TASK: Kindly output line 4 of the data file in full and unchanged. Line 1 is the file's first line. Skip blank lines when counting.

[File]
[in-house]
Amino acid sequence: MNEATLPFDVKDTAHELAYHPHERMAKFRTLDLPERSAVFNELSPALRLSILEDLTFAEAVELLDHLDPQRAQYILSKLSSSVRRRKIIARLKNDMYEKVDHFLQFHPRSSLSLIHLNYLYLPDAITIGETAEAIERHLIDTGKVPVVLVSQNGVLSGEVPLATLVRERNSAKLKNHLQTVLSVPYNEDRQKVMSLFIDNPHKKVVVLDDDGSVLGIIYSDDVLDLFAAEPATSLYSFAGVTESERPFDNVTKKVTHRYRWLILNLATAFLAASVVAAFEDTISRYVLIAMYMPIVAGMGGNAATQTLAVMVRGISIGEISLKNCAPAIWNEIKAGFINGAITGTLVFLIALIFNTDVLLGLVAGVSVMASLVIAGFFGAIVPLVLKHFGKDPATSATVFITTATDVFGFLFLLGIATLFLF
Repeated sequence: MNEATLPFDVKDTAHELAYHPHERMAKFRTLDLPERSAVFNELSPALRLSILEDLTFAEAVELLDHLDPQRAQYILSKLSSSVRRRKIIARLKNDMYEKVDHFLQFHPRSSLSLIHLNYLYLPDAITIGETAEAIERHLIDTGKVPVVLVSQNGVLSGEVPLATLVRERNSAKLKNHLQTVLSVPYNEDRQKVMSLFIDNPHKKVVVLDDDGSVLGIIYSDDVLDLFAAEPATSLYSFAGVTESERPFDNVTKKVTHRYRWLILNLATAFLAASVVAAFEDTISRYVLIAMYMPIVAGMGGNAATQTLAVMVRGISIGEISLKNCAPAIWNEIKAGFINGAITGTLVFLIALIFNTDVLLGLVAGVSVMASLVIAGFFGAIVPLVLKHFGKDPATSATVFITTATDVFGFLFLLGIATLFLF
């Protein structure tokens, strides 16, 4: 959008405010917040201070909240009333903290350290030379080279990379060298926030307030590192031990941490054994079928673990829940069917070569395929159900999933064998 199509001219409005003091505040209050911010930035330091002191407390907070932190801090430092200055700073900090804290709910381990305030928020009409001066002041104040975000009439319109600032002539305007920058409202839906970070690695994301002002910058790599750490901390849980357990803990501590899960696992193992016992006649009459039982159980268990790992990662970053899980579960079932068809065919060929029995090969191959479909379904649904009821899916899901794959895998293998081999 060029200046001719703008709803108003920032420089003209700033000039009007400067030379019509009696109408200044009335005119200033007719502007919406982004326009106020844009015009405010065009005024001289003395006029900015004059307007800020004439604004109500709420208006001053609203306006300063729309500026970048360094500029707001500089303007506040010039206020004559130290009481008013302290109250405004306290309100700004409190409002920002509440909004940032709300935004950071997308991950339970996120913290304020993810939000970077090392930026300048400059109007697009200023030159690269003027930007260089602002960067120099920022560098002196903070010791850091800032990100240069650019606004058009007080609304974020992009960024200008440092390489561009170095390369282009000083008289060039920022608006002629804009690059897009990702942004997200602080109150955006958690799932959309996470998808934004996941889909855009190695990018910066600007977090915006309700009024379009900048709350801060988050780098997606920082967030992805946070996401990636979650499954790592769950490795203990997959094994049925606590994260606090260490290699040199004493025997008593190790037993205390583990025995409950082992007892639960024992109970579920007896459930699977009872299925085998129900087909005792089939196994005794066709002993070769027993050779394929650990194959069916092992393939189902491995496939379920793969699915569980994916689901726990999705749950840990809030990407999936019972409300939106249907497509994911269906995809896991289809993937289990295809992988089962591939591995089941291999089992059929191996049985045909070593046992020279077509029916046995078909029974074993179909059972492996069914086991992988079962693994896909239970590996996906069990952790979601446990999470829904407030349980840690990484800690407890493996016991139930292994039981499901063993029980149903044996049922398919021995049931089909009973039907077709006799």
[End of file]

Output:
């Protein structure tokens, strides 16, 4: 959008405010917040201070909240009333903290350290030379080279990379060298926030307030590192031990941490054994079928673990829940069917070569395929159900999933064998 199509001219409005003091505040209050911010930035330091002191407390907070932190801090430092200055700073900090804290709910381990305030928020009409001066002041104040975000009439319109600032002539305007920058409202839906970070690695994301002002910058790599750490901390849980357990803990501590899960696992193992016992006649009459039982159980268990790992990662970053899980579960079932068809065919060929029995090969191959479909379904649904009821899916899901794959895998293998081999 060029200046001719703008709803108003920032420089003209700033000039009007400067030379019509009696109408200044009335005119200033007719502007919406982004326009106020844009015009405010065009005024001289003395006029900015004059307007800020004439604004109500709420208006001053609203306006300063729309500026970048360094500029707001500089303007506040010039206020004559130290009481008013302290109250405004306290309100700004409190409002920002509440909004940032709300935004950071997308991950339970996120913290304020993810939000970077090392930026300048400059109007697009200023030159690269003027930007260089602002960067120099920022560098002196903070010791850091800032990100240069650019606004058009007080609304974020992009960024200008440092390489561009170095390369282009000083008289060039920022608006002629804009690059897009990702942004997200602080109150955006958690799932959309996470998808934004996941889909855009190695990018910066600007977090915006309700009024379009900048709350801060988050780098997606920082967030992805946070996401990636979650499954790592769950490795203990997959094994049925606590994260606090260490290699040199004493025997008593190790037993205390583990025995409950082992007892639960024992109970579920007896459930699977009872299925085998129900087909005792089939196994005794066709002993070769027993050779394929650990194959069916092992393939189902491995496939379920793969699915569980994916689901726990999705749950840990809030990407999936019972409300939106249907497509994911269906995809896991289809993937289990295809992988089962591939591995089941291999089992059929191996049985045909070593046992020279077509029916046995078909029974074993179909059972492996069914086991992988079962693994896909239970590996996906069990952790979601446990999470829904407030349980840690990484800690407890493996016991139930292994039981499901063993029980149903044996049922398919021995049931089909009973039907077709006799």